What does success look like to you? How do you measure it and how do you know when you’re doing a good job?

That’s really important. It’s especially hard for us, because you have to use people to measure the quality of a search engine. We have almost 20 percent of our people doing measurement of various sorts. On our internal Web site we have the traffic for that day and we have a real-time graph of our traffic where you can see how much traffic we got for each five-minute span.

That’s incredibly important, because if you do something wrong to the site, that can really affect your traffic. And you’ll see that in the graph instantly. If the site goes down, everyone in the company will know immediately. That site is our lifeblood. It shows you how much traffic we’ve gained from the previous week and we measure that against the Internet’s growth. So you can tell our growth that day against the growth of the Internet, so we know exactly how well we’re doing with our customers.

On our internal Web site, everyone in the company can tell exactly how much money we made yesterday and over the last couple months. Any employee can access that, which is better because employees feel a better sense of ownership. It’s everybody’s responsibility to know that we’re making money and where we’re making it from.

What keeps you up at night?

There are strategic issues that keep me up, management issues, organizational issues. As you grow your company, every time you increase by 50 percent it completely changes the culture and the way we have to organize.

Thanks to John Doerr [partner at venture capital firm Kleiner, Perkins Caulfield & Byers], we have a system called objectives and key results, where we have high-level goals for the company and those goals have measurable results. We want to increase our market share and have market leadership in search. That goal translates to groups, then to individuals within the company. One thing we did, which was very controversial at the time, is to make people put these on a Web page. You can see anyone in the company’s objectives and key results.

What were people’s reactions to that?

Initially it was very negative. But it’s now very positive, because it provides a lot of visibility for everyone. If you need to know what someone is doing, you can look at their objectives. Managers can judge whether people are getting things done. The transparency helps a lot. Sergey was reading through all of them when we were at 150 people and made comments on all of them. It doesn’t take that much time, whereas to manage 150 people would be impossible.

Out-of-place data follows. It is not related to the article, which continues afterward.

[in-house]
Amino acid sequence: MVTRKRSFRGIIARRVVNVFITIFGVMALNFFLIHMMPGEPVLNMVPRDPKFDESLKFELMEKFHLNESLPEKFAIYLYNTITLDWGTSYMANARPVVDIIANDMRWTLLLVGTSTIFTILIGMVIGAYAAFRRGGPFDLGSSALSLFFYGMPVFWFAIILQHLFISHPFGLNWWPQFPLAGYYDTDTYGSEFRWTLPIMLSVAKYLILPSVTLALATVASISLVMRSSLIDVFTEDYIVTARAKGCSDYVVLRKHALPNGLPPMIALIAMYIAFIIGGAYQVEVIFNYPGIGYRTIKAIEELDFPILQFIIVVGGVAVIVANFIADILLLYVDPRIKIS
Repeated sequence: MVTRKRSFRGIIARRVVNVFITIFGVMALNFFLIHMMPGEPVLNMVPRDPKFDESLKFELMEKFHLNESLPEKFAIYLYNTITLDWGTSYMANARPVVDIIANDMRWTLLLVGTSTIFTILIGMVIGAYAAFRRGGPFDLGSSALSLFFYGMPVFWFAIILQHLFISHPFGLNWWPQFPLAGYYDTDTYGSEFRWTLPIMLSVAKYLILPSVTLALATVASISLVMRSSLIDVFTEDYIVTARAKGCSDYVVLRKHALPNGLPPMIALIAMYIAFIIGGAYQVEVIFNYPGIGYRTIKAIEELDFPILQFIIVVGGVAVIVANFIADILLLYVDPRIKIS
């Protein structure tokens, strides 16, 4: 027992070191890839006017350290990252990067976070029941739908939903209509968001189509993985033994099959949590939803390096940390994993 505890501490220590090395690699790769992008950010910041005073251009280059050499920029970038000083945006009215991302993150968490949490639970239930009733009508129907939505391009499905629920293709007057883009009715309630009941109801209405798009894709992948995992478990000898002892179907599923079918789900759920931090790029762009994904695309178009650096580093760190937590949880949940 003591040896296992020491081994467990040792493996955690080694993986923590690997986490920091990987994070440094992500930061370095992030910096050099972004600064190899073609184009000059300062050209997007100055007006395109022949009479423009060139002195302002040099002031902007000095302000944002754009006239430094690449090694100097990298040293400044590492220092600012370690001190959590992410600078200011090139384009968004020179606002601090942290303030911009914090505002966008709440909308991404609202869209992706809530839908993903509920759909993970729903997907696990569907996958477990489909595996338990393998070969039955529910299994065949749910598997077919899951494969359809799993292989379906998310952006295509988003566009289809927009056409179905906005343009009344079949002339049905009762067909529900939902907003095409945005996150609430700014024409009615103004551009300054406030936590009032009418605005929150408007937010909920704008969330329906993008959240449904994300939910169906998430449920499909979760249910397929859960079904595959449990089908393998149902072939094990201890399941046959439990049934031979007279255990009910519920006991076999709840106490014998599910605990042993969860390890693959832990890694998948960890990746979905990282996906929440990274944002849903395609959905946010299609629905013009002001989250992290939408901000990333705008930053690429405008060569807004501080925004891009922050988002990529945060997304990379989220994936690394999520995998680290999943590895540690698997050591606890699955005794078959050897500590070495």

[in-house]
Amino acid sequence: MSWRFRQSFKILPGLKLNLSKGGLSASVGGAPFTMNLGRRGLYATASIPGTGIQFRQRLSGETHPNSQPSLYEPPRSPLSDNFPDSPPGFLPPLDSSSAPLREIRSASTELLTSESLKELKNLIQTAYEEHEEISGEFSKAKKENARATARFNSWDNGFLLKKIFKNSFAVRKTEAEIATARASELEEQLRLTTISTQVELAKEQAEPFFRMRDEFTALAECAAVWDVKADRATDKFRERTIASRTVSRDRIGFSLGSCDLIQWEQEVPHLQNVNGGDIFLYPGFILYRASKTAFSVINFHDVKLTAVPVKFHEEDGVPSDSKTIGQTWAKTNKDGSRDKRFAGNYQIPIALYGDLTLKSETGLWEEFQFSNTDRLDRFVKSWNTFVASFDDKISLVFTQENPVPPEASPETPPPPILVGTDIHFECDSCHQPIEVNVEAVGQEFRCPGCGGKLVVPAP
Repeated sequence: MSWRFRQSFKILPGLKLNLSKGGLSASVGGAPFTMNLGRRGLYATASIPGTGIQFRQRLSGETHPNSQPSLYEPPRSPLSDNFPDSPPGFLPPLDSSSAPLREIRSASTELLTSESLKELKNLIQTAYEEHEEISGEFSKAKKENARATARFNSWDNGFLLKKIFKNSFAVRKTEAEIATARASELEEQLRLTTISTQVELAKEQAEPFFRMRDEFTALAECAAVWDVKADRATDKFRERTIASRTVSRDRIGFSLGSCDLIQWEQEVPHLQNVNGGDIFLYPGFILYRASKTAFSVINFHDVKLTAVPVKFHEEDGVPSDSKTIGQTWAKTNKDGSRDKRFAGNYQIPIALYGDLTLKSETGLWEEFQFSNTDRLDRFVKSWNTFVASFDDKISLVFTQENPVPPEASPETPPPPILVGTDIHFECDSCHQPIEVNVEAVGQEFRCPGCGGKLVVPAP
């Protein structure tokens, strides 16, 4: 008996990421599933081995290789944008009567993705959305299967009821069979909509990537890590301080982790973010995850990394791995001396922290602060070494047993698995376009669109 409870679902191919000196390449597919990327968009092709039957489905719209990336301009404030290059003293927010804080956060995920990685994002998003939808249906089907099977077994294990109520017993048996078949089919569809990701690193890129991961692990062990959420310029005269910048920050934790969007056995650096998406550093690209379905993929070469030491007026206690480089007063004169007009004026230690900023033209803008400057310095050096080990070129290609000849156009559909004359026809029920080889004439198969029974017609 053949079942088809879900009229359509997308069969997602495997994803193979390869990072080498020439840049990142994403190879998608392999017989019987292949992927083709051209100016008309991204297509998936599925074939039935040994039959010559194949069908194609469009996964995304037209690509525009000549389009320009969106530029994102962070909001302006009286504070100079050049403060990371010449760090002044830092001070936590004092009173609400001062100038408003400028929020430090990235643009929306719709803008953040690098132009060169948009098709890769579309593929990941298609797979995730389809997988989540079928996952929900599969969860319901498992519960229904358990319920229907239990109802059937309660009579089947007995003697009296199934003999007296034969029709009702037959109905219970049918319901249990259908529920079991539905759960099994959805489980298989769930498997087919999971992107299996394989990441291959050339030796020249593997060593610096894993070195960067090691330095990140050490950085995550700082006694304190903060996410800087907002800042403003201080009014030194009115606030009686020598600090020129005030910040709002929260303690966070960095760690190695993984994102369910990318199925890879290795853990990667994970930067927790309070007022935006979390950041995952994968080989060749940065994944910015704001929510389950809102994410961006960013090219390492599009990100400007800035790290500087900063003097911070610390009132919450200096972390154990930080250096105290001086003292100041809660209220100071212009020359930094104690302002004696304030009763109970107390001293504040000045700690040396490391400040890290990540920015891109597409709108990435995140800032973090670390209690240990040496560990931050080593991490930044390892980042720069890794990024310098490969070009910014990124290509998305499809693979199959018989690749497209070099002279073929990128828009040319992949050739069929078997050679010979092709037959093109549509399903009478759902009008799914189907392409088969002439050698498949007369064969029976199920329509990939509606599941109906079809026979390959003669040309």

So you and Sergey split duties?

We’re basically two in a box. That’s worked very well for us. We spend an average of 12 hours a day together for the last years we’ve been working together. We both know what’s going on and we’re pretty interchangeable. We both respect each other’s opinions a lot, so either one of us will make decisions. Usually you have decision paralysis, but we tend to be consistent enough and trust each other enough that we’re able to do that.

That allows for much better decisions, because you have two heads instead of one. The CEO is such an important, high-level position. Why not have two people do it? Most people’s ego gets in the way.

What’s your vision for the future of Google’s service?

We think the ultimate search engine would be basically smart: It would understand everything on the Web, it would understand exactly what you wanted from your query, and it would give you the right answer immediately. In computer science, we like to call that artificial intelligence. You could ask Google any question and it would always give you the right answer.


last updated 12/13/01